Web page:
The night market can be found every night on Sisavangvong Road. It starts at dusk and lasts until about 10 pm. The street is closed to vehicles and vendors are set up on either side of the road. You will find crafts, clothing, souvenirs, food, and more. I recommend trying the coconut pancakes.
There are also various shops and boutiques mixed in among the many restaurants and cafes. You’ll find crafts, handmade clothing, linens, and jewelry. Stop by Queen Design Lao for beautiful clothing and jewelry.
5. Tour the Royal Palace
The Royal Palace was built for King Sisabong Ving in 1904 and later occupied by Crown Prince Savang Vatthanna. The family of the Crown Prince was the last to occupy the grounds. In 1975, the monarchy was overthrown by communists and the palace was eventually converted into a national museum that opened to the public in 1995.
The architecture of the Royal Palace is a mix of both traditional Lao and French colonial. It’s an amazing place to explore. The interior is full of elegant furnishings and the exterior grounds are beautifully landscaped. Don’t miss the small collection of cars housed in a building next to the palace. Many of them were gifted to the royal family from the United States, which I found interesting.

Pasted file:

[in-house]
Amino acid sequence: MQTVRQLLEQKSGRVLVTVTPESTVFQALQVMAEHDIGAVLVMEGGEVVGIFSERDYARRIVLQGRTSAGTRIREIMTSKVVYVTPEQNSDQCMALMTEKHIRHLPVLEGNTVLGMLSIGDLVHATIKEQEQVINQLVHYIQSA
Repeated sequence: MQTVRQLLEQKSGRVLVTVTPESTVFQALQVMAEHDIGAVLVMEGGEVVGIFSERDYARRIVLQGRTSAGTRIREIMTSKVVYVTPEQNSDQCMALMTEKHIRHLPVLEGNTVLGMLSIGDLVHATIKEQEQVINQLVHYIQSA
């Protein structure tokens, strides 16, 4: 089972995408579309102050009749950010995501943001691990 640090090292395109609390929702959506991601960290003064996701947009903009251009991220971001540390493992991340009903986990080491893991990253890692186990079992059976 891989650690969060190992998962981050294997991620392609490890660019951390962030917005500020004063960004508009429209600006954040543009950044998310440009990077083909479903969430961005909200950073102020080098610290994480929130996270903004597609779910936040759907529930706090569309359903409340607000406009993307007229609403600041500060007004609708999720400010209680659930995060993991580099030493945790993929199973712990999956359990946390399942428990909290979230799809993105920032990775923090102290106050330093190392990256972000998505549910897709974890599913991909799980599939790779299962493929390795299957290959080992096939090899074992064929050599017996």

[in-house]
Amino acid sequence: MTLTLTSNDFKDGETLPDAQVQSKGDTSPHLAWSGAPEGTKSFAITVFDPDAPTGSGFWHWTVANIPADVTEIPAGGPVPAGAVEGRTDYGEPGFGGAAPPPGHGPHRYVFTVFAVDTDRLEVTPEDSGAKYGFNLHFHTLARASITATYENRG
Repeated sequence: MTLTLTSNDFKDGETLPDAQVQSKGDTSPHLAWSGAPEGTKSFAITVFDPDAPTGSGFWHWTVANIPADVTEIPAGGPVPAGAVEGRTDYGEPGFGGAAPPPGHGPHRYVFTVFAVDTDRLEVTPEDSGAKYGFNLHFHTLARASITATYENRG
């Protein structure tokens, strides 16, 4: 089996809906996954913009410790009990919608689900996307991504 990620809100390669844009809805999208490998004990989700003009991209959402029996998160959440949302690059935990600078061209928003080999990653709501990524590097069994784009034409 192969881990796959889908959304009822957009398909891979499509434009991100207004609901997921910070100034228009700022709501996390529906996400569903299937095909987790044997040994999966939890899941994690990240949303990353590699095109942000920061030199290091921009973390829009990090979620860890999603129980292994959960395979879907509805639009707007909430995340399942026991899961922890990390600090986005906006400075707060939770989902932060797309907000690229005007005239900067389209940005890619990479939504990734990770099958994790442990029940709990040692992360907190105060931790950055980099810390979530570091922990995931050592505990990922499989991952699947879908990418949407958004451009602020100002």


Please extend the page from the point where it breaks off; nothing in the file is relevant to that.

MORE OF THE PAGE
6. Observe Morning Alms
Sai Bat, or morning alms, is a ceremony dating back to the 14th century and is one of the most sacred traditions in Laos. It is a beautiful and peaceful act to observe. Every morning, locals wake up early to prepare food as a gift to the monks. Right before sunrise, they quietly take a seat along the roadside and wait for the hundreds of Buddhist monks to depart from the many temples throughout the city.
The monks make their way through the streets gathering the offerings of food (mostly sticky rice) in baskets. The entire ceremony is done in silence. The act of giving alms is a way for the Lao people to make merit. They receive spiritual redemption through their offerings and the monks are able to collect food for the day. A great place to observe morning alms is on Sisavangvong Road near Wat Mai. From March to October, the ceremony starts around 5:30-6:30 am and from 6:00-7:00 am from November to February.